ARLINGTON, Texas -- You could see it from the start. You didn't even have to look that hard.
It was Kentucky's third game of the season, its first against serious competition, and the Wildcats looked lost. Its transition defense was nonexistent. Its offensive sets were a jumbled mess. Its opponent, Michigan State, had taken to Nov. 12's United Center stage with veteran aplomb: The Spartans were defending in sweeping collective movements, pushing forward with fluidity and pace. The Wildcats entered the game ranked No. 1 in the country, wielding the best recruiting class in modern college hoops history, with nothing less than a perfect 40-0 season on the lips of its fans. Instead, John Calipari's team looked like what it was: A bunch of self-aware kids very publicly feeling each other out.
And it almost didn't matter. In exactly three minutes and 27 seconds, Kentucky exploded a 13-point second-half deficit into a one-point Michigan State lead. With five minutes left, Julius Randle, who finished with 27 points and 13 rebounds on 13 field goals shots and 15 free throw attempts, tied the game at 66-all. Tom Izzo's team, the more cohesive and polished group in every visible way, found itself holding on for dear life.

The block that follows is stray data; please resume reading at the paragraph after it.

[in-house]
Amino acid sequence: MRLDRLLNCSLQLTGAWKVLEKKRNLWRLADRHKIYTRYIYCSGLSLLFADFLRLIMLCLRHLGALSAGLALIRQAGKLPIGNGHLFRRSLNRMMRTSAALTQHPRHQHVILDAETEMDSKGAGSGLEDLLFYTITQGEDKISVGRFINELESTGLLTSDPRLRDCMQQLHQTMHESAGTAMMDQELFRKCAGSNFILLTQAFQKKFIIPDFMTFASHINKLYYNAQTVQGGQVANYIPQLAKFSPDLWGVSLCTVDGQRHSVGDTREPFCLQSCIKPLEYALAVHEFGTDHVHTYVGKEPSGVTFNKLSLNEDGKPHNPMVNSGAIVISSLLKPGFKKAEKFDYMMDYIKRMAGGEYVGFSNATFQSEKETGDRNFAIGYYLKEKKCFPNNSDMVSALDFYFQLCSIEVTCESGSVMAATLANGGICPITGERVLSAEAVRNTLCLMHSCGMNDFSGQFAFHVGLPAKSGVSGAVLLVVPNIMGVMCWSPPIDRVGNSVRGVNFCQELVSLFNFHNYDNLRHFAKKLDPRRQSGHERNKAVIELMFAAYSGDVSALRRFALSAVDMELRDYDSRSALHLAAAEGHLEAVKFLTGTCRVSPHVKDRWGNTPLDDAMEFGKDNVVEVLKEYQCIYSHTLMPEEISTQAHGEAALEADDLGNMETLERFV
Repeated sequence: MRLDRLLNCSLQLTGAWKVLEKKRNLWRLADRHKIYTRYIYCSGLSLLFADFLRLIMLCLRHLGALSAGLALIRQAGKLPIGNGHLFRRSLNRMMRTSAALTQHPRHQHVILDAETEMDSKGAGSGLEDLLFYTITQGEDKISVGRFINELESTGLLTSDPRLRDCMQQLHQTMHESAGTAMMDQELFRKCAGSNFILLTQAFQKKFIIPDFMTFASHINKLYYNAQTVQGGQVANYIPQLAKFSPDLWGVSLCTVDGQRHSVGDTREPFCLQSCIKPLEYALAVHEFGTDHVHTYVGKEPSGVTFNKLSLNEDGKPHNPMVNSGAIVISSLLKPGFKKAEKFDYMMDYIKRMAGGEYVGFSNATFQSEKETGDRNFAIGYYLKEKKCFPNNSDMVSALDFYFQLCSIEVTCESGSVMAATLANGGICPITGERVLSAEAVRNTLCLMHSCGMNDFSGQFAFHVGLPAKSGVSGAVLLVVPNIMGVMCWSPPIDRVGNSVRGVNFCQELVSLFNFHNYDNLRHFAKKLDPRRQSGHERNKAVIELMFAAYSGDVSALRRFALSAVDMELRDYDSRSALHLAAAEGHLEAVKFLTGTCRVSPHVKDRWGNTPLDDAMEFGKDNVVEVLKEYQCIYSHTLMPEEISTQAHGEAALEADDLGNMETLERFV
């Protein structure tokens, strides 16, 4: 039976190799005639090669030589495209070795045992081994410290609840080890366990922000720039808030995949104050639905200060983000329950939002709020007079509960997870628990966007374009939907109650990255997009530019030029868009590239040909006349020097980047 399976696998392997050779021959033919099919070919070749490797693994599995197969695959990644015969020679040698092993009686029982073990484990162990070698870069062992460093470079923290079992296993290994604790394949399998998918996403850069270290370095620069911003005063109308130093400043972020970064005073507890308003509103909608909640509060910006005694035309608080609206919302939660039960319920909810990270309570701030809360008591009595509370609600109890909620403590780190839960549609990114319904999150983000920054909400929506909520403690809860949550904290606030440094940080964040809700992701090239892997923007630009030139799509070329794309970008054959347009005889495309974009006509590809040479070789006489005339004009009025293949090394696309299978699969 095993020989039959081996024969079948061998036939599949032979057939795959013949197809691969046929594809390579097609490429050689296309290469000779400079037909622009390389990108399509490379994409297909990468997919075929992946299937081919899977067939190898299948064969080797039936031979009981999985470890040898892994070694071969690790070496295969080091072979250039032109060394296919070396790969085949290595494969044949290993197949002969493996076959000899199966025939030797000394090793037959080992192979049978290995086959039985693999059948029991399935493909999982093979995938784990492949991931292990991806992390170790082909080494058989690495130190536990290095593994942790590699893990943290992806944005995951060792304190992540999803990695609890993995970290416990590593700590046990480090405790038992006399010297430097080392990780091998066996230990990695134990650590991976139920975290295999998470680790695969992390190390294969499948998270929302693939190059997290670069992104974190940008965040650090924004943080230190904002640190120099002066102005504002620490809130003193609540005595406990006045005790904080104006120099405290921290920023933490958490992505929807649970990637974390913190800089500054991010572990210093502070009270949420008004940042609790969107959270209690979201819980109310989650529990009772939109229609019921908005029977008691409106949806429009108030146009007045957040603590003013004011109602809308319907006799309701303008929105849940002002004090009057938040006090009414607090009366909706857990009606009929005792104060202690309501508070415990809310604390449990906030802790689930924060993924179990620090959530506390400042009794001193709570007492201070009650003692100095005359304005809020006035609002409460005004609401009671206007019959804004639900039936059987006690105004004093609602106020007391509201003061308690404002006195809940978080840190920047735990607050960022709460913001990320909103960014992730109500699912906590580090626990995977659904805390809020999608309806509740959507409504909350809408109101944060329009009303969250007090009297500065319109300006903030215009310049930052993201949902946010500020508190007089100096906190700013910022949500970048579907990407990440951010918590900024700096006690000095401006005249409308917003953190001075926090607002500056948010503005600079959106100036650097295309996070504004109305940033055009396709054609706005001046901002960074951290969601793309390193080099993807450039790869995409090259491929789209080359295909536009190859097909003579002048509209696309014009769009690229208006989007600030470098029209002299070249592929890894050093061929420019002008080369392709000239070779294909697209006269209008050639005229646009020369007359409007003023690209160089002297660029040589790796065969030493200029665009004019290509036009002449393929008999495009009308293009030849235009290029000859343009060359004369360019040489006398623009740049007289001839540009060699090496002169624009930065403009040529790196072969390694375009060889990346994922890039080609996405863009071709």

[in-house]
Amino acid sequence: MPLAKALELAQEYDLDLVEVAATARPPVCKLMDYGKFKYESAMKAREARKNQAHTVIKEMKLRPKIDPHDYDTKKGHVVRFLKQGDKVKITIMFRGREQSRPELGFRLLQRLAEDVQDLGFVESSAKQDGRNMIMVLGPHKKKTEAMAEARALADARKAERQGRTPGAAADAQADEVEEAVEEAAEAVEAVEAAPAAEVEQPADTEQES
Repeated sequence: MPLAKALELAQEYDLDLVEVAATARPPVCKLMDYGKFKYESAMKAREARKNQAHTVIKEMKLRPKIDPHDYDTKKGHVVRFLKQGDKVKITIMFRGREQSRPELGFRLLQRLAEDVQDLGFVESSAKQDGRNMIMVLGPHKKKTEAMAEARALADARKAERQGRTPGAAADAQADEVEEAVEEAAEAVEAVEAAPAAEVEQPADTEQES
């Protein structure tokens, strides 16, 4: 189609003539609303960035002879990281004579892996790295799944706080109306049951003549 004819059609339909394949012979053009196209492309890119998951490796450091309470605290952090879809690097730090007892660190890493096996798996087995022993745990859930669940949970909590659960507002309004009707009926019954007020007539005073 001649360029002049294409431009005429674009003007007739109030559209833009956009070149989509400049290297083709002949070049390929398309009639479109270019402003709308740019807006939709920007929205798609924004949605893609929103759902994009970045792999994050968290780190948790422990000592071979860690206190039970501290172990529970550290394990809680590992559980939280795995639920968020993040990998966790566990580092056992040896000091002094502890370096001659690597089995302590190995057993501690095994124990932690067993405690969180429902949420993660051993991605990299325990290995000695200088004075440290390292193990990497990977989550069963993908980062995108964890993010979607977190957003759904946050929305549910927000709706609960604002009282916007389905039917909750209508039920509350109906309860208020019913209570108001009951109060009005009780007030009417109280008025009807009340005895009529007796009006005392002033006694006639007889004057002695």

The Spartans' grip held. Gary Harris and Keith Appling made two huge back-to-back buckets, and late free throws sealed the win. The final result obscured nothing; you could see it all then. Even in a larval state, the youngest, most freshman-packed team in the country was a primal force of nature.
In the same gym two hours later, Andrew Wiggins would dunk Kansas past the gorgeous scoring of Duke's Jabari Parker. Everything we had been breathlessly told about both players was true. Kentucky's promise had already lived up to its hype. One week in to the 2013-14 season, there was no other conclusion to draw.
This would be The Year of the Freshman.
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